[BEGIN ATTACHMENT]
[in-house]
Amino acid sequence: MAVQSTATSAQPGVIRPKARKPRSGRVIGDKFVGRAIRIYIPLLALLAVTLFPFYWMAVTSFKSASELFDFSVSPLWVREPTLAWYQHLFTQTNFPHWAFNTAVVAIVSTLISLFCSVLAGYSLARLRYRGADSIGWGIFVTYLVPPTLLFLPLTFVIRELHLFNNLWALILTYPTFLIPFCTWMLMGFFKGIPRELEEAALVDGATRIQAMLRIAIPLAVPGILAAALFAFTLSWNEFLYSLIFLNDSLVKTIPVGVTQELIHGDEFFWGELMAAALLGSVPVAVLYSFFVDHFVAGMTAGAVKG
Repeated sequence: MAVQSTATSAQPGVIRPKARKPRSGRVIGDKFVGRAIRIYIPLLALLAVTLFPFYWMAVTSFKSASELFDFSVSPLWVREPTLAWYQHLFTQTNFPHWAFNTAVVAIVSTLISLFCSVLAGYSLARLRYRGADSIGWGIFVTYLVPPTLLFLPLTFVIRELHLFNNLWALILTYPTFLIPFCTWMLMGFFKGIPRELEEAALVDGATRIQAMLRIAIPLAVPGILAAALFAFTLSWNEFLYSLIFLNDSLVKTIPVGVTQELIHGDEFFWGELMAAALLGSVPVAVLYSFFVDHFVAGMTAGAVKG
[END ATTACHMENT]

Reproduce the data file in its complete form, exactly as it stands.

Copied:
[in-house]
Amino acid sequence: MAVQSTATSAQPGVIRPKARKPRSGRVIGDKFVGRAIRIYIPLLALLAVTLFPFYWMAVTSFKSASELFDFSVSPLWVREPTLAWYQHLFTQTNFPHWAFNTAVVAIVSTLISLFCSVLAGYSLARLRYRGADSIGWGIFVTYLVPPTLLFLPLTFVIRELHLFNNLWALILTYPTFLIPFCTWMLMGFFKGIPRELEEAALVDGATRIQAMLRIAIPLAVPGILAAALFAFTLSWNEFLYSLIFLNDSLVKTIPVGVTQELIHGDEFFWGELMAAALLGSVPVAVLYSFFVDHFVAGMTAGAVKG
Repeated sequence: MAVQSTATSAQPGVIRPKARKPRSGRVIGDKFVGRAIRIYIPLLALLAVTLFPFYWMAVTSFKSASELFDFSVSPLWVREPTLAWYQHLFTQTNFPHWAFNTAVVAIVSTLISLFCSVLAGYSLARLRYRGADSIGWGIFVTYLVPPTLLFLPLTFVIRELHLFNNLWALILTYPTFLIPFCTWMLMGFFKGIPRELEEAALVDGATRIQAMLRIAIPLAVPGILAAALFAFTLSWNEFLYSLIFLNDSLVKTIPVGVTQELIHGDEFFWGELMAAALLGSVPVAVLYSFFVDHFVAGMTAGAVKG